Prev Med. 2013 Jul 8. pii: S0091-7435(13)00220-X. doi: 10.1016/j.ypmed.2013.06.028. [Epub ahead of print]
Identifying adolescents with high fasting glucose: The importance of adding grandparents' data when assessing Family History of Diabetes.
Department of Clinical Epidemiology, Predictive Medicine and Public Health, University of Porto Medical School, Alameda Professor Hernâni Monteiro, 4200 - 319 Porto Portugal. Electronic address: firstname.lastname@example.org.
to evaluate the role of adding grandparents' data to parental information to the assessment of a family history of diabetes, in order to identify adolescents with high fasting glucose.
in 2003 we evaluated 1276 population-based 13-year-olds, from Porto, Portugal. The history of diabetes in parents and grandparents was collected using self-reported questionnaires and a clinical evaluation was performed, including a fasting blood sample. The 75th percentile of fasting plasma glucose (FPG = 91 mg/dl) was used to create two groups of participants (high vs. low fasting glucose).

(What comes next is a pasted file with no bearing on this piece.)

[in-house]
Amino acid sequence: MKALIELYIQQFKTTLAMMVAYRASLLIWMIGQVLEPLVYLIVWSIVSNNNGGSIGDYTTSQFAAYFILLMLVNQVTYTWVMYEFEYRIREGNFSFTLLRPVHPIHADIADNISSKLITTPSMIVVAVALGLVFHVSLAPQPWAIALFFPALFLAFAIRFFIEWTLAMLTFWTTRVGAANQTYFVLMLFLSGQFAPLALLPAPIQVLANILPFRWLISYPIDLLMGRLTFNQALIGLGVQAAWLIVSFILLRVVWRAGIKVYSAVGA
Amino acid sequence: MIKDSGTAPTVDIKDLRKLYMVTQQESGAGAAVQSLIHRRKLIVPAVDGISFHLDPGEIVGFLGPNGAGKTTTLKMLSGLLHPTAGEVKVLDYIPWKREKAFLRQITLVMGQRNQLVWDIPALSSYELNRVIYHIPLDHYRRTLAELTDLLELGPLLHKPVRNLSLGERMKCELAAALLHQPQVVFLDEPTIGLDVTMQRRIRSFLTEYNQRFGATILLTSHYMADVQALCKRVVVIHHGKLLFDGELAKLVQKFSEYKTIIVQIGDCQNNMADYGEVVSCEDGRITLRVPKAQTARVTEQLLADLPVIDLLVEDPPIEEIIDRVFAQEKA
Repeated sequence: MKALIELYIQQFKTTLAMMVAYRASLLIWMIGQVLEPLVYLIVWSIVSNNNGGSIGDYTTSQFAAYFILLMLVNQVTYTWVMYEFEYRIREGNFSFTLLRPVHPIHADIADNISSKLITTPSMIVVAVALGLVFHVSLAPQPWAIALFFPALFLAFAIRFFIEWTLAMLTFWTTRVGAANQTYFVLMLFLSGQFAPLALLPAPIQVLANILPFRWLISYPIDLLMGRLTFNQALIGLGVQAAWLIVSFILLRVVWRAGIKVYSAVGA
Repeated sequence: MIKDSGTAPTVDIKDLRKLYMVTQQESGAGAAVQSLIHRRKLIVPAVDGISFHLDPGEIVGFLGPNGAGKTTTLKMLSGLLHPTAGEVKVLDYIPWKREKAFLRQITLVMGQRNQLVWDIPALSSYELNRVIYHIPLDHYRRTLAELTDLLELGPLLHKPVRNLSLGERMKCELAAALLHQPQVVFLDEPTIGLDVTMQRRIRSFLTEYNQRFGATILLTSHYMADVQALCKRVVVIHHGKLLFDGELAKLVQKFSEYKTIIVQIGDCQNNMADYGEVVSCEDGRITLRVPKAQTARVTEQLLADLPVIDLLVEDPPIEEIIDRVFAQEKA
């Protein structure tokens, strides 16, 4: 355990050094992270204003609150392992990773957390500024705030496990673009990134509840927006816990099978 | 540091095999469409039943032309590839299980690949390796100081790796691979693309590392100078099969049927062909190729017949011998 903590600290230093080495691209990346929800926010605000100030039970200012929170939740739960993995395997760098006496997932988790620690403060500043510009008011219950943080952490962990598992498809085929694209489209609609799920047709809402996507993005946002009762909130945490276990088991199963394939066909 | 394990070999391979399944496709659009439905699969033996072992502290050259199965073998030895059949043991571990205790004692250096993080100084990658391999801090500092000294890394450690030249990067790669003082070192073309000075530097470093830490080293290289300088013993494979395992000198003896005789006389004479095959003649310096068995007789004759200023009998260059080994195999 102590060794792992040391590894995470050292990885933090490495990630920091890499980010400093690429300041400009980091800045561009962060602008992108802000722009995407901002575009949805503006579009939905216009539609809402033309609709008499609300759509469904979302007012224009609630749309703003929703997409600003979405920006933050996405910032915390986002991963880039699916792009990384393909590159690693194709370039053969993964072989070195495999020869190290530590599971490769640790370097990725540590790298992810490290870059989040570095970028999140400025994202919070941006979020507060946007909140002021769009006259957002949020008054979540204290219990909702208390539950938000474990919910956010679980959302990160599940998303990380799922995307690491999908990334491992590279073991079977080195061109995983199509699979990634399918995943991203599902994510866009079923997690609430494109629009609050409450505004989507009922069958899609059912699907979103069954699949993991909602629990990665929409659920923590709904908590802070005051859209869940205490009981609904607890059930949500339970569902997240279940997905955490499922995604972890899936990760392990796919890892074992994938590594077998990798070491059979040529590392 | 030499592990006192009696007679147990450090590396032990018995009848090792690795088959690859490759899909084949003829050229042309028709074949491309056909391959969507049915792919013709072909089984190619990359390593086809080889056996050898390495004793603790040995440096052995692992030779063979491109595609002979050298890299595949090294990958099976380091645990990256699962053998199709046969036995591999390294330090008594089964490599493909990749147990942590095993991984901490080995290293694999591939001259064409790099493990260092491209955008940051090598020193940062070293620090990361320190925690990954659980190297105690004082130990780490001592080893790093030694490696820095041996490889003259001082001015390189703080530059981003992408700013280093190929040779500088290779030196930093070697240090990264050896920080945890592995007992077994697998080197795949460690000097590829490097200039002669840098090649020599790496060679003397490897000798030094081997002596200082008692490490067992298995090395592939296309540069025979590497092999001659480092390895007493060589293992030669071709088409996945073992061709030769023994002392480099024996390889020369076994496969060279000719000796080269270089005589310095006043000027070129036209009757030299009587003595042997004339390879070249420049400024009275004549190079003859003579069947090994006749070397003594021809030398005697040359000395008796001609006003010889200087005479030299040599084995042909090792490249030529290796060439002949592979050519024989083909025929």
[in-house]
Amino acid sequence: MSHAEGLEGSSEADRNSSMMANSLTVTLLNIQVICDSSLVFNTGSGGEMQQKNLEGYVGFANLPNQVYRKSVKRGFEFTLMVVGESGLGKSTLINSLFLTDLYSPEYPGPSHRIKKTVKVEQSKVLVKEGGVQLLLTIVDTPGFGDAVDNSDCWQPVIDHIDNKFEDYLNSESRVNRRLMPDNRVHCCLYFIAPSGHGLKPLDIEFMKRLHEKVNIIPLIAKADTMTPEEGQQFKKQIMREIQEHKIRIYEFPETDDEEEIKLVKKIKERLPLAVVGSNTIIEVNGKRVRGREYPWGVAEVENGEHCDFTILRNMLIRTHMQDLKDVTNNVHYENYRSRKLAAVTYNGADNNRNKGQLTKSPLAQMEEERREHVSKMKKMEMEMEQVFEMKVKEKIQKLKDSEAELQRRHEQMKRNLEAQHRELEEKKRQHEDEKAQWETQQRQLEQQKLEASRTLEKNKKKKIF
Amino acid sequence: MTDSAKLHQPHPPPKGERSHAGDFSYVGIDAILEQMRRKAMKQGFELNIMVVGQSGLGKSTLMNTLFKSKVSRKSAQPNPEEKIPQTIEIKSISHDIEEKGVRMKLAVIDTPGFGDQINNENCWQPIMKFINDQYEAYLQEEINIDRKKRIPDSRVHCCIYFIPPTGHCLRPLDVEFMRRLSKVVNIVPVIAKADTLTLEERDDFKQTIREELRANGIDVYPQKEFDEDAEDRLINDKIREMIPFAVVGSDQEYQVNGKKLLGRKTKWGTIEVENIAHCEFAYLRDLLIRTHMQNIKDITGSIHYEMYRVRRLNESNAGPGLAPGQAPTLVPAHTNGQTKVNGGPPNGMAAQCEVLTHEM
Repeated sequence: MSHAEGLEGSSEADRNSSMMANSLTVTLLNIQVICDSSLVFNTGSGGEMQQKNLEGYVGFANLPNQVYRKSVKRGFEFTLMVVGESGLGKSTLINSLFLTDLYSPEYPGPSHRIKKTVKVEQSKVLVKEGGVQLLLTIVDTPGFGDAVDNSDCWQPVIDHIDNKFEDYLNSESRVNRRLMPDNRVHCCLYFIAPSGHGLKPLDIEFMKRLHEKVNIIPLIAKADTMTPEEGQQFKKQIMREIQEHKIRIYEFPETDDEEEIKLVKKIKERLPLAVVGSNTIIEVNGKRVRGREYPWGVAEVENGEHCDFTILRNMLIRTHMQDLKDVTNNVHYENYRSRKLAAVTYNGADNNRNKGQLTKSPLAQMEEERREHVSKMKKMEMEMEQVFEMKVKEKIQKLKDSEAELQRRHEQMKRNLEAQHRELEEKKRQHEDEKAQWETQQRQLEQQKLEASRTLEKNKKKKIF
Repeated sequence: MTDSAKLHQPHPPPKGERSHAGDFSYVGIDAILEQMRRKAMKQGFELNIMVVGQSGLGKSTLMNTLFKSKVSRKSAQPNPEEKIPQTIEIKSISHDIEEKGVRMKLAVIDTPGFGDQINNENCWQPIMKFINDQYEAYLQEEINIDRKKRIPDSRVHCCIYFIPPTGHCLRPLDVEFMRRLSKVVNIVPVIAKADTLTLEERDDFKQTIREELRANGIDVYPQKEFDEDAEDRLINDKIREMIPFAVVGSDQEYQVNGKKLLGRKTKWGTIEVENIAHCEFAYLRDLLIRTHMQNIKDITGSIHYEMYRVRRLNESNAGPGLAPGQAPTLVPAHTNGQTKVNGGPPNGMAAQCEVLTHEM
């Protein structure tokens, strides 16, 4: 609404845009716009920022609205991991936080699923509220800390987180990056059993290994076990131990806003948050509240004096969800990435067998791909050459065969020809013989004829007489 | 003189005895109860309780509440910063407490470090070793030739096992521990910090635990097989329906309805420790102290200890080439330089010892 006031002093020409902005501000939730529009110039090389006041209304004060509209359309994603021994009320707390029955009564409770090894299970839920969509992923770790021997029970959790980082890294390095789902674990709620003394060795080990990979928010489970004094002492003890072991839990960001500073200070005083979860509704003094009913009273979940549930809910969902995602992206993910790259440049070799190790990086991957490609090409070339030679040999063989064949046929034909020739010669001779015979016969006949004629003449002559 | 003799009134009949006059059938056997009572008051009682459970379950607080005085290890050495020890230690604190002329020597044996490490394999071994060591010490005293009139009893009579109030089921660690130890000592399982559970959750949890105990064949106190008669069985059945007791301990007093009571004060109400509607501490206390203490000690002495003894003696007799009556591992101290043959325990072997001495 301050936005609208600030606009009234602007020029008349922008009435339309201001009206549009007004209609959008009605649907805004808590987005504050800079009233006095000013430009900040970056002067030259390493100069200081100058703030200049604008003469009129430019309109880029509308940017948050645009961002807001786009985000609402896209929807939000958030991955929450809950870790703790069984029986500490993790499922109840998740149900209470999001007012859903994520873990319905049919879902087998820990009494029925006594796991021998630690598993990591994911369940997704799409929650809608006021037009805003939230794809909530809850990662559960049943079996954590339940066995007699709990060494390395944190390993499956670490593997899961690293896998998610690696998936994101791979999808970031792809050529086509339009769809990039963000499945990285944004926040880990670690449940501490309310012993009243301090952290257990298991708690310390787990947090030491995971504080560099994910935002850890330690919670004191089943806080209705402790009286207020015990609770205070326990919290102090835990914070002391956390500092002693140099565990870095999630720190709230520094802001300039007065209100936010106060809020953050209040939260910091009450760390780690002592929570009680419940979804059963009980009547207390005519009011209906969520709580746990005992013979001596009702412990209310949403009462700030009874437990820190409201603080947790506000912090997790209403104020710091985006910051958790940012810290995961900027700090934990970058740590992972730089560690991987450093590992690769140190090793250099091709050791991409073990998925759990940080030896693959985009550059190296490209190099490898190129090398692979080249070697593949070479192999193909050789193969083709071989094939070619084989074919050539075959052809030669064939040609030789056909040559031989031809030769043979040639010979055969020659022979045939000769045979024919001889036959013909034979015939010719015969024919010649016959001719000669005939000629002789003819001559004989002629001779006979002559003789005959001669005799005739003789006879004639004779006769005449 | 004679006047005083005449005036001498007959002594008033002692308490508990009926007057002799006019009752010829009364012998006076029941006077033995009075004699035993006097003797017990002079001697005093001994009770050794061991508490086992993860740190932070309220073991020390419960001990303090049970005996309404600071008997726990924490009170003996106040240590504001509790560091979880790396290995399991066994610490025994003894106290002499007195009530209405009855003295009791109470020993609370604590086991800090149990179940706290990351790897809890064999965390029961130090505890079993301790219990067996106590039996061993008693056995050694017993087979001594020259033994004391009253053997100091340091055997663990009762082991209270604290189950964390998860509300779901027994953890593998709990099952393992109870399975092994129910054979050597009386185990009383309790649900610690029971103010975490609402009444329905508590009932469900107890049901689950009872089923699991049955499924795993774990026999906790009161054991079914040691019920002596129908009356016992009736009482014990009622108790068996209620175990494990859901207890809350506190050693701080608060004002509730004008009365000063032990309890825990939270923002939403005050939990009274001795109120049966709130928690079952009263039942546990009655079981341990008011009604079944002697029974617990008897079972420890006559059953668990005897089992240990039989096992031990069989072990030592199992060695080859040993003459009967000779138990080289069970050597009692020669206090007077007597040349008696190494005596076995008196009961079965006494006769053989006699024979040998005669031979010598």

no association was found between family history of diabetes (with or without grandparental data) and a high FPG. The sensitivity to identify individuals with high FPG increased from 7.8% to 47.9% when grandparental history was combined with parental data. The positive predictive value was slightly increased (25.2% vs. 27.8%) but the specificity dropped (91.8% vs. 56.4%).
combining parental with grandparental history increased the number of adolescents with a positive family history of diabetes and also increased the sensitivity to identify adolescents with high FPG. So, even if it determines a decrease in specificity, grandparental data is relevant when screening for high fasting glucose in adolescents.
Abnormal Glycemia, Adolescent, Family History, Type 2 Diabetes Mellitus
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